By examining how RTs distributed in the two student samples (MST and Control) and in the further disaggregated performance groups, we had the following observations: First, the RT distributions for all routing-block items were similar between the student samples. This observation is expected given that the two student samples were randomly equivalent and the students within each sample were also randomly assigned to either routing block. Second, the RT distributions for items in each second-stage block were somewhat different between the student samples. The differences were mainly at the lower tail of the RT distributions and most noticeable for the Hard-block items, resulting from differences among the performance groups. In particular, the RT distributions for higher-performing students had a much shorter left tail than did the RT distributions for lower-performing students. These observations are not surprising as by design, each block at the second stage was taken by students of varying performance levels in the MST and the Control samples. Finally, only about two thirds of the items revealed an apparent bimodal shape as in Figure 1, and the rest had a unimodal RT distribution with a heavy left tail at short RTs. When the bimodal RT pattern appeared, it was primarily for items closer to the end of a block or for items taken by students whose performance level was low relative to the difficulty of the items/block.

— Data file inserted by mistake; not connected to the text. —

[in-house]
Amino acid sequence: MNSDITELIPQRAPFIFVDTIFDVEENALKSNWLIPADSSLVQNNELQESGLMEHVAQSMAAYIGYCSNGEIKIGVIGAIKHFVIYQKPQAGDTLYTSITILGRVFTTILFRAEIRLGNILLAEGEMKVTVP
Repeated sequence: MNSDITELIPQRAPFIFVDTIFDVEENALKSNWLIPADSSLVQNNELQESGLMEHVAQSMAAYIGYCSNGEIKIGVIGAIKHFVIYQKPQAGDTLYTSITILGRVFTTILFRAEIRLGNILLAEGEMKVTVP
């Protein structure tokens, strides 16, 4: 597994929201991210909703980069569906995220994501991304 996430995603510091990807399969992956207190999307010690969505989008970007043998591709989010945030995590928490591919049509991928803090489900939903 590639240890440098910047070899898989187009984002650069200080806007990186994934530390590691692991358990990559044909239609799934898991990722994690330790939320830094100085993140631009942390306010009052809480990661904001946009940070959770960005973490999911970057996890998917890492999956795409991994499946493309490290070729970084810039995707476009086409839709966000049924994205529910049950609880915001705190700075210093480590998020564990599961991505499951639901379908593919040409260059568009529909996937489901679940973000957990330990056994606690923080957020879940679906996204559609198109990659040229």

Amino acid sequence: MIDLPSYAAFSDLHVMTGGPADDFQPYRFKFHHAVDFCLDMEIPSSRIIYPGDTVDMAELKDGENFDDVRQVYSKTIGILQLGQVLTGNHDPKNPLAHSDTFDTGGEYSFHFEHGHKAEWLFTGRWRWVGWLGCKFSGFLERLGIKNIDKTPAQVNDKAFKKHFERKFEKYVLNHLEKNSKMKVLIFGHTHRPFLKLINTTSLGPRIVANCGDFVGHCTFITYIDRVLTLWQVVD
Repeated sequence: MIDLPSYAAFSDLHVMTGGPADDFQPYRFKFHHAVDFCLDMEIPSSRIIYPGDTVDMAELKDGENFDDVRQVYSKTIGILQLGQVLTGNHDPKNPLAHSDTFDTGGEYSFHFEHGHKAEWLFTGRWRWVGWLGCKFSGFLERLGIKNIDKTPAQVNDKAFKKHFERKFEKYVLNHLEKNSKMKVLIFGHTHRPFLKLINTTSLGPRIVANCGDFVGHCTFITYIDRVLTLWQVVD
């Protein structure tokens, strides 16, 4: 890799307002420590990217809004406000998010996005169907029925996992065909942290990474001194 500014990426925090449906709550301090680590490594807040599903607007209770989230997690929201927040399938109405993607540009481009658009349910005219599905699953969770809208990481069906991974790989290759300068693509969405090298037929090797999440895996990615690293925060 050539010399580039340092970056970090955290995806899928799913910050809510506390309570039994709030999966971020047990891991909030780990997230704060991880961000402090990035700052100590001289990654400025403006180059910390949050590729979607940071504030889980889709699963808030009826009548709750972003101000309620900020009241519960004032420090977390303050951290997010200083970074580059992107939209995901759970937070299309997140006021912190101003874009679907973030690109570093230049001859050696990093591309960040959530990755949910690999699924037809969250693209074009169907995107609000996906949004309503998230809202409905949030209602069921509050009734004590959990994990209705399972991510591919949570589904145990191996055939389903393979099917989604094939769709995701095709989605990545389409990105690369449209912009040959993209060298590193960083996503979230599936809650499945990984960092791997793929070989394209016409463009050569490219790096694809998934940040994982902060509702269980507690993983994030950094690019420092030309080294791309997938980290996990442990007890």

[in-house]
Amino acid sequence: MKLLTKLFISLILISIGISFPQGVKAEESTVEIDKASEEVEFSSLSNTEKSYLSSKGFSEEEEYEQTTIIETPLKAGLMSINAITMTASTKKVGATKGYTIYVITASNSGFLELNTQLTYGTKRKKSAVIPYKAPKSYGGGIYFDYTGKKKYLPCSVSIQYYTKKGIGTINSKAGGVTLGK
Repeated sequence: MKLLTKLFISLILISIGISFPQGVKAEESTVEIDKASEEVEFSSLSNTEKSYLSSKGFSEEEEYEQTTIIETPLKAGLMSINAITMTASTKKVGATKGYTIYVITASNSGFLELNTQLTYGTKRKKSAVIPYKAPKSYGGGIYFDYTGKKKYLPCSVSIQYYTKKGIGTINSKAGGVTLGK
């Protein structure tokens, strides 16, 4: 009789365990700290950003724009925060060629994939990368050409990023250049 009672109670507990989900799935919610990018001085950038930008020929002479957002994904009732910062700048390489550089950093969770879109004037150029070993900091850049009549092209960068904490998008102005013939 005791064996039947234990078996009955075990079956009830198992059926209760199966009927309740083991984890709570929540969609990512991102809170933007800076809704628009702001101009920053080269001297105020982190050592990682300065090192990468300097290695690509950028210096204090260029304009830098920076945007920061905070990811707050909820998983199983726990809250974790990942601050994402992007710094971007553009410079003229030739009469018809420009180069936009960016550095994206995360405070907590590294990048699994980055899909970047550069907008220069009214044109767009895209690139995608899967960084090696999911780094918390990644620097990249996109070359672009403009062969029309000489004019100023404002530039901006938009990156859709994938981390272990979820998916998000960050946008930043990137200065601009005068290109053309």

Defining RT thresholds
Recall that two approaches were applied to determine the RT threshold for each item: the VITP approach and the normative threshold method. As discussed earlier in this section, the RT distributions for the routing-block items were similar between the MST and Control samples, yet different for items in the second-stage blocks (especially at short RTs). Thus, we combined the two samples and produced one set of results (i.e., RT distributions, conditional P+, and average RTs) for items in the routing blocks, yielding only one set of RT thresholds for either the VITP approach or the normative threshold method for each item in the routing blocks. Conversely, for each of the Easy, Medium, and Hard blocks at Stage 2, the results of RT distributions, conditional P+, and average RTs were examined separately for the two student samples and then compared. It turns out that for items in the Easy and Medium blocks, the plausible RT thresholds were quite close between the Control and MST samples. For students receiving the Easy block, those in the Control sample tended to provide clearer cutoffs than did those in the MST sample (i.e., MST_Low), a result anticipated because the contrast between the chance level and the conditional P + above the threshold was more distinct for the Control sample than for MST_Low. The same phenomenon was observed for the Medium block. For all items in the Hard block, the RT distributions for MST_High had a much shorter left tail than did the RT distributions for the Control sample; the extended left tail for the Control sample also had chance-level conditional P+. Thus, for both threshold-identification methods, we only defined one set of RT thresholds for items in the second-stage blocks, mostly based on the RT distribution and P + information for the Control sample.